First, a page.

DENVER — Marilyn Manson understands the value of a good entrance.
During Ozzfest's stop Thursday in Denver, where the curious and the converted clamored equally for a view at the foot of the stage, Manson introduced two of his favorite themes — religion and government — by blaring an aorta-rumbling choral rendition of "God Bless America" through every one of Mile High Stadium's aged speakers. Flags blazed on the video screens above the stage; fireworks and fighter jets would not have been out of place.
When Manson finally did appear (sporting a flowing black gown and a "Bride of Frankenstein" wig), his hands were outstretched in a gesture that might have seemed patriotic were it not coming from a satanic, ghost-faced rocker who delights in scaring middle America right out of its socks.
In Denver, the fact that Manson was able to step through the velvety curtain and into the floodlights felt like a victory to some. His first performance in the Denver area since the Columbine High School shootings two years ago — Manson canceled his May 1999 appearance here after media reports linked him to the rampage — had been a constant point of contention in the local media since April, when a religious group called Citizens for Peace and Respect began a well-funded campaign to prevent it.
And while condemnation from the right is a phenomenon Manson is certainly familiar with, Denver's effort seemed to go beyond the modest picket-in-the-parking-lot method employed by other anti-Manson movements. This protest group voiced its wishes to the concert promoter, then to elected officials. Last month, Republican Gov. Bill Owens and Rep. Tom Tancredo issued statements of support for the cause (see [article id="1443825"]"Colorado Governor, Congressman Support Anti-Manson Group"[/article]).
In the week before Ozzfest arrived in town, Citizens for Peace and Respect — led by charismatic 28-year-old youth pastor Jason Janz — demonstrated a media savvy to rival Manson's by landing on the front pages of both daily newspapers. The night before the concert, 350 protesters gathered on the steps of the state Capitol in Denver. They were preceded, however, by a counter rally staged by a group calling itself Citizens for the Protection of the Right to Free Speech (see [article id="1444678"]"Marilyn Manson Haters, Supporters Battle It Out In Denver"[/article]).
In the end, Janz estimated his group had collected nearly 4,000 signatures opposing Manson and had dented ticket sales by 40 percent — a figure disputed by concert promoter Chuck Morris Presents.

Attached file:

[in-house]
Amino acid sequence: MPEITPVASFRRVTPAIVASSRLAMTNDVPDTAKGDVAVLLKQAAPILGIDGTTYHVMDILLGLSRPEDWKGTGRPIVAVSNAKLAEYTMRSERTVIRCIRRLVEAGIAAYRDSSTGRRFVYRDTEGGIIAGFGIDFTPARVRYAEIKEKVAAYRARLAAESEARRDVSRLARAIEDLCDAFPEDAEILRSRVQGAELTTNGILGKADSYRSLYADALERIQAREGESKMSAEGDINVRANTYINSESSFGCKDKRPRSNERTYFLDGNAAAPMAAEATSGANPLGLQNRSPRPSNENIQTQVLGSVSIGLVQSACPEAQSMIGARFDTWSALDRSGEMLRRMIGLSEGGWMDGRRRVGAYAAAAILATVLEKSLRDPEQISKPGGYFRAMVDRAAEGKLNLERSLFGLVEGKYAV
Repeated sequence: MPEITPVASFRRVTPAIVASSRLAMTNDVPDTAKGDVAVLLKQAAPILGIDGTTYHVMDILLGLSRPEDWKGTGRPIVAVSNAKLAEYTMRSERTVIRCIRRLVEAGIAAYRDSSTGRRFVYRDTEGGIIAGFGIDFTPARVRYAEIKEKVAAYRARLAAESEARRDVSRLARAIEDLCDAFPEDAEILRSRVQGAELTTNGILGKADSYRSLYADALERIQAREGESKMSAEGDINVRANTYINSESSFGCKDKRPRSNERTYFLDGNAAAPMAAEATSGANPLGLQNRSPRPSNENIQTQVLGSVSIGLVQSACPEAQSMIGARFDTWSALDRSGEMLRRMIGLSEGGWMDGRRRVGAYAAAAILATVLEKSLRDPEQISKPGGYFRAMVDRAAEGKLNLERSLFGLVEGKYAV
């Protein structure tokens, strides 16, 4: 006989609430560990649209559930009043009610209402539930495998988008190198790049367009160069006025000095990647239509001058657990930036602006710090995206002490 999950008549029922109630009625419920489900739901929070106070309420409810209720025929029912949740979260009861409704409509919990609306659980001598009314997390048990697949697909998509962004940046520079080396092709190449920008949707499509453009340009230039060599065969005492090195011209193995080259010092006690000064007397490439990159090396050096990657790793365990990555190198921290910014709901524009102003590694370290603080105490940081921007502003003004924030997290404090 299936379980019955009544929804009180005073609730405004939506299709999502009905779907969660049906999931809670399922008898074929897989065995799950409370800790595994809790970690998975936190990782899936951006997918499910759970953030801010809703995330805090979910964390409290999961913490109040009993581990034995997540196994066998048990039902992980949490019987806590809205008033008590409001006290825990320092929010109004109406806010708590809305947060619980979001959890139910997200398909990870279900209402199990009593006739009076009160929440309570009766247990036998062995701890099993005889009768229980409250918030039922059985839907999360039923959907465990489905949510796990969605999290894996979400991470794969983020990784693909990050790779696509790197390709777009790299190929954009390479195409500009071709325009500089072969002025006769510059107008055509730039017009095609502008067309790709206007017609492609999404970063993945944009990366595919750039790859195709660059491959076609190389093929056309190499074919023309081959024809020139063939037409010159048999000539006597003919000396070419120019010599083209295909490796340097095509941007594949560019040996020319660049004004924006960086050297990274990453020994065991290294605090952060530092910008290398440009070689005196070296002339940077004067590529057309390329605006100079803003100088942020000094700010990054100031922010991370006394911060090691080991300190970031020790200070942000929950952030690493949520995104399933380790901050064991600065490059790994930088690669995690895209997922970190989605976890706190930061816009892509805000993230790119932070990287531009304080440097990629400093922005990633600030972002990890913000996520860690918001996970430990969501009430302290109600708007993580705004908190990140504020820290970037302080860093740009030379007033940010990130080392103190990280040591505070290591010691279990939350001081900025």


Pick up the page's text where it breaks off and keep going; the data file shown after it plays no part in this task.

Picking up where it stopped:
So when Manson thanked the crowd for showing up — "It's been a long time coming, motherf---ers," he said to the throng of approximately 23,000 — most of them knew exactly what he meant. And while the majority seemed more interested in Manson's bombastic, brooding groove than his politics, there were some for whom the performance had taken on an ideological import. A pair of young girls held up cardboard signs, each with her own message scrawled in adolescent print: "What Would Manson Do?" asked one, while the other read "Protect Free Speech." Near the front, an extravagantly painted fan raised his fists in time with the music, a thick line of duct tape covering his mouth.
Throughout his set — a pyrotechnics-laden sludgefest that found Manson doing his trademark stilt-walking and plenty of stage-grinding — Manson made regular references to "the people outside." Citizens for Peace and Respect had said they planned to be on site throughout Ozzfest, passing out anti-Manson literature and providing information about Hopefest, an alternative concert they were hosting just down the lane at the Elitch Gardens/Six Flags amusement park.
"There are a lot of people outside holding this f---ing book right here," Manson said, wielding a blood red Bible. "They want to tell me that they care more about you than I do." Manson then cued the crowd to join him in wishing his detractors a collective "f--- you" — an order that was complied with to ear-shattering results — before treating the audience to a reading from the Book of Psalms. "Now I ask you, who is a worse influence, God or Marilyn Manson?" The crowd replied in the only way Manson had expected them to: God, of course!
It was a scene that surely would have confirmed what the protesters had known all along: Marilyn Manson is an evil, God-hating Satanist out to corrupt the youth of America. And although Manson appeared to be having a ball making this point from the stage, it was ultimately lost on his critics. Janz and his companions had been on hand in the earlier hours of Ozzfest, but they drove away around 11 a.m., about nine hours before Manson took the stage. The only signs of their having been there were the brightly colored religious pamphlets that floated around the parking lot with the rest of the detritus — a message of hope mixed in with cigarette butts, condom wrappers and plastic trays of nacho cheese.
To the 15 or so protesters who'd been on site in the morning, the Antichrist, apparently, wasn't worth sticking around for.